When exploring the Little Rockies, you have to divide the exploration into four areas: the Zortman area, the Landusky area, the Hays area, and the north area around Lodgepole.
Much of the history of this area revolves around mining and Landusky is where it began. On July 3, 1884, Frank Aldridge found gold in his sluice box on Alder Creek. Dutch Lewis and Pike Landusky were right there with him. Landusky, not exactly the quiet type, headed for Lewistown immediately with news of the strike and plans to create a mining district. The rush was on. Within a week the first hopeful prospectors were staking out claims up and down the creek. A month later a mining district was formed, and within two months the little camp had turned into a bustling, rowdy, lawless community of tent saloons, dugouts, and hastily ramshackle log cabins. A dance hall and grocery store also sprang up. The town was robust and the gulches were lined with prospectors working their claims. Arguments erupted which were often resolved with gunfire. Indians and prospectors jostled each other on the main street. Deals were made daily for claims, lumber for sluice boxes, liquor, and news of more profitable sites. The calvary from Fort Assiniboine camped in a clearing nearby, sent to keep the peace.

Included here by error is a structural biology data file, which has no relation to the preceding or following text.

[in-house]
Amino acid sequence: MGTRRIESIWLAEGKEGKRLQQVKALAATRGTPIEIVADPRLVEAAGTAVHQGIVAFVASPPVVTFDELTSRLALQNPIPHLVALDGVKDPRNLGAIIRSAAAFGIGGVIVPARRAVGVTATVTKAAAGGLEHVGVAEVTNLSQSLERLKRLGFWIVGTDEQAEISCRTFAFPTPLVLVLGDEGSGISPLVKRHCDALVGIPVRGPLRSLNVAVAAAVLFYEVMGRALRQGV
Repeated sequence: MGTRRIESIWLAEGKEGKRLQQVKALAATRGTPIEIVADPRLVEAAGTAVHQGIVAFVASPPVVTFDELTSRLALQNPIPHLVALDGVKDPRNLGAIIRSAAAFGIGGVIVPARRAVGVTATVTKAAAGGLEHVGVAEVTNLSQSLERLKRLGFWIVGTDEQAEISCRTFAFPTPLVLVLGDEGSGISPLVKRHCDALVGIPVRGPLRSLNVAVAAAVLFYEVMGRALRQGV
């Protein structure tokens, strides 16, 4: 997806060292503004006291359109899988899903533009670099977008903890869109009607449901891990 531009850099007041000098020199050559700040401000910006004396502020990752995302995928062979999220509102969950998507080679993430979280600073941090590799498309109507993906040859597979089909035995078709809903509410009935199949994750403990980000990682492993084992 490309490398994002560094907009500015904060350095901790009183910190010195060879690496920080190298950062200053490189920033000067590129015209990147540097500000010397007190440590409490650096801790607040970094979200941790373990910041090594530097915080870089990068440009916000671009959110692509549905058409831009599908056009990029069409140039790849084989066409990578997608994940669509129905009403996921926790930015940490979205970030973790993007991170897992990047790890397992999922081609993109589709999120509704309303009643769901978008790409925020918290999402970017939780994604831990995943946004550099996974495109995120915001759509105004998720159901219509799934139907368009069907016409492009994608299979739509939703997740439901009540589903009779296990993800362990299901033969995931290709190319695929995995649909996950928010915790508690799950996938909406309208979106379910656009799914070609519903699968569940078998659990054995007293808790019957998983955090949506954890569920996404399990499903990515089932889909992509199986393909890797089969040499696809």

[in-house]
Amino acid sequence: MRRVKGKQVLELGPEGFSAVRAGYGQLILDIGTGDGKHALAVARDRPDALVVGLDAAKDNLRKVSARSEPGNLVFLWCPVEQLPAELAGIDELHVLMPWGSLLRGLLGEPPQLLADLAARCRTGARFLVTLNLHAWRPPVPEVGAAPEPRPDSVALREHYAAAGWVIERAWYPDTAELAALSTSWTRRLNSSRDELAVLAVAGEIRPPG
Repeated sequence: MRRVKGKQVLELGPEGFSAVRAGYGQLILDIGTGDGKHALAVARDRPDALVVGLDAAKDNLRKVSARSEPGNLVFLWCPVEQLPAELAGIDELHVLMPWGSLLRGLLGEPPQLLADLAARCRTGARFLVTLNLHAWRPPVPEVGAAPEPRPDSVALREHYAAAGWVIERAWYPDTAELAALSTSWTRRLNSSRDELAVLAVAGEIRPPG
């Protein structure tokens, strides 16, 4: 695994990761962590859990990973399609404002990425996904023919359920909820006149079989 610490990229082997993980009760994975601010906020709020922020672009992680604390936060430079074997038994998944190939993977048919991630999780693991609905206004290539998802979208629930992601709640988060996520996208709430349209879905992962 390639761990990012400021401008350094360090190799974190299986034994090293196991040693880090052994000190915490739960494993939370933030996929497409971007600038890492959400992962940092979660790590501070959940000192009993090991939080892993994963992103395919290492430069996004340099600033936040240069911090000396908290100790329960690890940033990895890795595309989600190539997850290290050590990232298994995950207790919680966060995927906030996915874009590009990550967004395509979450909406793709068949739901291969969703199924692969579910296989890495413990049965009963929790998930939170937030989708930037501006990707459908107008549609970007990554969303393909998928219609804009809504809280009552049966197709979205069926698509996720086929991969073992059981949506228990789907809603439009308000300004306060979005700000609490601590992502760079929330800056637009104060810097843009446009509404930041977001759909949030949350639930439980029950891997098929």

But the gold didn’t pan out. Optimism was maintained by the salting of mines, of false reports of strikes up or down the creek. It was said the same nuggets turned up in one sluice box after another. In fact, the miners worked hard just to buy their beans and bacon. By fall it was all over.
It was 10 years before the ever optimist Landusky and his partner Bob Ormond struck it rich at the August mine.
Landusky is mostly a ghost town today. This was the town where Kid Curry shot Landusky in the saloon Landusky owned. This was where the “Kid” started his life of crime and ended it in these parts. You can still see the grave where Pike is buried here under a pile of rocks with a carved wood grave marker.
Pete Zortman arrived soon after gold was discovered here. He and his partner built a mill near the town named for him. They proved that you could extract gold from low-grade ore and make a profit. The mill ran for five years.
Soon after the Ruby Gulch Mine was discovered, followed by the Independent, and the Carte.r, Mint, and Divide. Four partners including Charley Whitcomb acquired and developed the mine and constructed a mill that at one time was producing as much as $14,000 a day in gold bullion. The Ruby Gulch Mill was built in 1904, enlarged in 1914, and later destroyed by fire. A new 600-ton mill was built to replace it. All work was suspended when World War I broke out, and the town quickly became a ghost town. The new mill burned to the ground in 1923. Whitcomb was the only one of the original partners to keep his interest in the mine and in the 30s he returned to purchase the August Mine, found a new strike, and built another mill. The first car of ore they shipped from the August returned close to $15,000. Whitcomb later opened the Ruby Gulch Mine again. The mill still stands now hidden in growths of brush and trees. The mill was the second largest cyanide mill in the world at the time it was operating. WW II forced the closing of the mines and in 1936 a terrible fire swept the Little Rockies. Since that time there have been no big mining developments.